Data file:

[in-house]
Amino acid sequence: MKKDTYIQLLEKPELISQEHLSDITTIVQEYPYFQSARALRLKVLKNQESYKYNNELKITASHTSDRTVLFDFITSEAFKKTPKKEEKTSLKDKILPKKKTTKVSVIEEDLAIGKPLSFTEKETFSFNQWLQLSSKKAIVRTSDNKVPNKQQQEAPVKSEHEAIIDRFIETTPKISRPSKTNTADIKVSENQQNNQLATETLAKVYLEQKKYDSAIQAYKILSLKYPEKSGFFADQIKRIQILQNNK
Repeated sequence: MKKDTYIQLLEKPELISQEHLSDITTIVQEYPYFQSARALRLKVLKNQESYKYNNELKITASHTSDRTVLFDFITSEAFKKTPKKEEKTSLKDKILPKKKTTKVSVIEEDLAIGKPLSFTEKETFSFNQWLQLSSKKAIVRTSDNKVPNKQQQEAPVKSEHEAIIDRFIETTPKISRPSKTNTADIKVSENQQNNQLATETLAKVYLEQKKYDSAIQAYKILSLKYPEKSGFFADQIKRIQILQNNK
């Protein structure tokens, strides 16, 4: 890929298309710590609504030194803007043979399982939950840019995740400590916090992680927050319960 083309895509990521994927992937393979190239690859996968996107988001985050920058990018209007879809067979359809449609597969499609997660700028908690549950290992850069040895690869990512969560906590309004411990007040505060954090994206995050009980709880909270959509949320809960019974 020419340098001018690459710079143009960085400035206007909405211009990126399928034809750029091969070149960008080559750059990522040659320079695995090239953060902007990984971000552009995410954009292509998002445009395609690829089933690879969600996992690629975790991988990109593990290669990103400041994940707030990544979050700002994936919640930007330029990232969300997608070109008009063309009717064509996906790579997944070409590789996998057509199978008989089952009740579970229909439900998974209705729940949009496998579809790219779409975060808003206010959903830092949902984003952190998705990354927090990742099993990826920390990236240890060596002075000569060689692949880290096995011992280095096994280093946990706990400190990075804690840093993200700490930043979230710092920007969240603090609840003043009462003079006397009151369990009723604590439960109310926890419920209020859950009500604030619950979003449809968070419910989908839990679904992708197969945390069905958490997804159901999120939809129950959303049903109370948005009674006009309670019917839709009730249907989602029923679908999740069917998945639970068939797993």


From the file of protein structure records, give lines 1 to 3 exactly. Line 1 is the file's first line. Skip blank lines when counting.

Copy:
[in-house]
Amino acid sequence: MKKDTYIQLLEKPELISQEHLSDITTIVQEYPYFQSARALRLKVLKNQESYKYNNELKITASHTSDRTVLFDFITSEAFKKTPKKEEKTSLKDKILPKKKTTKVSVIEEDLAIGKPLSFTEKETFSFNQWLQLSSKKAIVRTSDNKVPNKQQQEAPVKSEHEAIIDRFIETTPKISRPSKTNTADIKVSENQQNNQLATETLAKVYLEQKKYDSAIQAYKILSLKYPEKSGFFADQIKRIQILQNNK
Repeated sequence: MKKDTYIQLLEKPELISQEHLSDITTIVQEYPYFQSARALRLKVLKNQESYKYNNELKITASHTSDRTVLFDFITSEAFKKTPKKEEKTSLKDKILPKKKTTKVSVIEEDLAIGKPLSFTEKETFSFNQWLQLSSKKAIVRTSDNKVPNKQQQEAPVKSEHEAIIDRFIETTPKISRPSKTNTADIKVSENQQNNQLATETLAKVYLEQKKYDSAIQAYKILSLKYPEKSGFFADQIKRIQILQNNK